Preconceived ideas about overseas healthcare – its availability and quality – may be affecting purchase decisions, not only those taken by individuals, but also by companies seeking to send their employees abroad for a significant amount of time, as Martin Sellars, head of international PMI at Aviva, explains.
We often ask potential expats and their employers for forthright opinions about going overseas, and all that a family’s relocation could entail. The surveys we conduct give us hard facts that help us discern what our customers think, or think they know, about international private medical insurance (iPMI) – and that helps us ensure clients are well-enough informed about their options before selecting a policy.
Whether you are a relative newcomer to iPMI sales or it has been a part of your portfolio for a while, the responses from our Relocation Research in 2014 probably will not surprise you. When we asked a group of average individuals what appealed most to them about living and working abroad:
* Over half of the individuals we spoke to (52%) thought they would feel less stressed if they lived in a country with better weather or outdoor living.
* Well over a third of the people we spoke to (43%) believed they would have a much healthier lifestyle than they were experiencing currently in the UK.
* Only 37% said the lure of more money would be the main reason for relocating. However only a quarter of our audience (24%) said they were concerned about health and medical systems overseas – and that those facilities would be a cause for concern when they are thinking about relocating for a long period of time.
Challenging the numbers
In our view, that is not a fair representation of the status quo. Rather, it is a sign there is still much to explain about the differences in healthcare availability, worldwide.
Which, in turn, means there is still a case for explaining the value and potential benefits of iPMI in more depth.
It is true that those figures could be interpreted as casting a positive light on our own NHS. After all, here in the UK most of us have the reassurance of knowing a British Accident & Emergency department can treat us; staff working there should have access to our medical records; we will not need to worry about any language barriers in an operating theatre – or about paying a large bill before we leave.
But many potential expats simply are not well-informed about the levels of healthcare available in their destination country – and we maintain there is definitely a need for comprehensive policies that can step in when the NHS is not available.
Understanding the situation
Put yourself in a client’s shoes. Imagine you are making plans to send employees overseas. What is the priority? It may be to make sure there is a good comms link set up, to get accurate feedback about a project. It may be domestic logistics; after all, 36% of the businesses we have spoken to agree it is important to make sure wives, husbands, partners and children are cared for. Schools and cultural connections; accommodation; something like an ‘overseas handbook’ to help the employees’ families settle in with local culture and customs – these are all important points.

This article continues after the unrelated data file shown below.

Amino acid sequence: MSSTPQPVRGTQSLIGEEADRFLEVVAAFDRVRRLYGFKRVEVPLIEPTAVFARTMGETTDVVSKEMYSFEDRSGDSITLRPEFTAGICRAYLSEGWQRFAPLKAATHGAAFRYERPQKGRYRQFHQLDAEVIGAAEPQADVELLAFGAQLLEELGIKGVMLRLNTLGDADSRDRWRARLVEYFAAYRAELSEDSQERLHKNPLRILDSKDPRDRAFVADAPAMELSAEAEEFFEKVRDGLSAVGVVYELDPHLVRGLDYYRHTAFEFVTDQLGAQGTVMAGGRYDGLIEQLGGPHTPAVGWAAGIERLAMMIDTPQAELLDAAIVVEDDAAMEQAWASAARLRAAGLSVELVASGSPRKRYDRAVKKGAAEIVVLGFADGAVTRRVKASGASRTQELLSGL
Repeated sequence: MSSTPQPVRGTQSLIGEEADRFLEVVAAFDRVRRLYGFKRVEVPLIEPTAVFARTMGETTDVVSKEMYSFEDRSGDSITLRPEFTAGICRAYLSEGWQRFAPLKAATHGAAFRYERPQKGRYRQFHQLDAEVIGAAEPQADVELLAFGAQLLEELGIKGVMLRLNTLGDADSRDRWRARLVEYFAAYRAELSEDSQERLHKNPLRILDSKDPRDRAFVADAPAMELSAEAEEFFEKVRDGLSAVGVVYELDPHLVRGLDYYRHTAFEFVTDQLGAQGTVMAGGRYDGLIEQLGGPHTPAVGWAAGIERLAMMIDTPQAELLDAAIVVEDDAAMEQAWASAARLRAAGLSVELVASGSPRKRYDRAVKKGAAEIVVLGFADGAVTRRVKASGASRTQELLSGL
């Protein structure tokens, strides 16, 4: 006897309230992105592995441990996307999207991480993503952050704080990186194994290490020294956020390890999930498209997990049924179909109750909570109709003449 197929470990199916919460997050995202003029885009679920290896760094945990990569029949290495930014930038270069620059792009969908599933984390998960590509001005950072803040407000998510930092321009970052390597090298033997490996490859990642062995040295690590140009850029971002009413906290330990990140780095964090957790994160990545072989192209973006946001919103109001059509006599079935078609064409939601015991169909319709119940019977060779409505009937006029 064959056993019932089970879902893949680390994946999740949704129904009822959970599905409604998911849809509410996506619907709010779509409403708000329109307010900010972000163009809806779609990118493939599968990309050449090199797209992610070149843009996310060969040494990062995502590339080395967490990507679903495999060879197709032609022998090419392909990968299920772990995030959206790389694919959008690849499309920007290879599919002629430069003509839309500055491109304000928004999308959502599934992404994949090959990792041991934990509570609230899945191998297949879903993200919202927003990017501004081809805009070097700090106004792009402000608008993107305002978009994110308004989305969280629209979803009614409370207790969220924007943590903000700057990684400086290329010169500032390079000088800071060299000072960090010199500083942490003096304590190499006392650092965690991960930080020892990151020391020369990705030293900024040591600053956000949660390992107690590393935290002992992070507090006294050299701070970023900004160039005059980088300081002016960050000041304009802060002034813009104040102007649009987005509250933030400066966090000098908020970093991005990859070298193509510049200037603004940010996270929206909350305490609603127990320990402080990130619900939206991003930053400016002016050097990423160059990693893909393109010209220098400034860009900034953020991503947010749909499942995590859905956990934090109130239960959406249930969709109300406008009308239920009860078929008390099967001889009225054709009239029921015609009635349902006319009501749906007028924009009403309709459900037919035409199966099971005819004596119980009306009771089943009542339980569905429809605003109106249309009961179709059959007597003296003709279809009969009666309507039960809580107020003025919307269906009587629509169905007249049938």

Our research also shows there is still much to learn. We encourage businesses to think about the practical elements of an iPMI policy and ask questions such as:
* Is it ‘blanket’ cover, will employees get a real choice? 36% of employers say flexibility is key: can you stipulate which employees get to join wellness programmes, and who’ll be covered in an extended family situation?
* Does the provider have global strength? 37% of employers say this is an important point. We agree. If you are deploying staff to a first-world location this year, such as the North Americas, there is nothing to say that business will not expand its operations to the BRIC nations next year. In fact, our research shows there has been a significant shift in preferred locations. More than a third (37%) of our audience said they were sending employees to ‘new’ expat hotspots.
* In addition to peace of mind, what else would employees receive? 40% of employers think the so-called ‘additional benefits’ are important. That is things like optional additional dental or optical cover, for instance, which – at the same time – makes it possible for businesses to offer alternative levels of cover to different tiers of employees.
* How easy will it be to administrate this insurance policy? 36% of employers said this is one of the most important factors for them. We understand why. If you can not rely on a provider to make the paperwork easy at home, how can you be sure they will take care of documentation elsewhere? For true peace of mind, we make every effort to provide the kind of tools that are practical for every employee who is being sent overseas, well before the secondment begins. That includes information about what is needed, healthcare-wise, for visa applications; local insights about health and fitness; and all the details they will need for themselves and their families if they do need emergency treatment, or to make a claim.
Sharing insights, educating your clients
Everyone has their limits on what they can afford, we know that. Everyone may have a different opinion about what represents true value for money, too. But if you are advising on iPMI then it may be useful to bear research like this in mind when you are trying to understand what your clients’ needs and priorities are.
Above all, we think advisers should explore how much their clients know about the countries employees will be working in, and it is our belief that you can educate them, with our help, about the value of having the right private medical insurance policy in place before they reach the departure lounge.
This article was first published in HI Daily’s In Focus supplement on iPMI which is available as a free download here.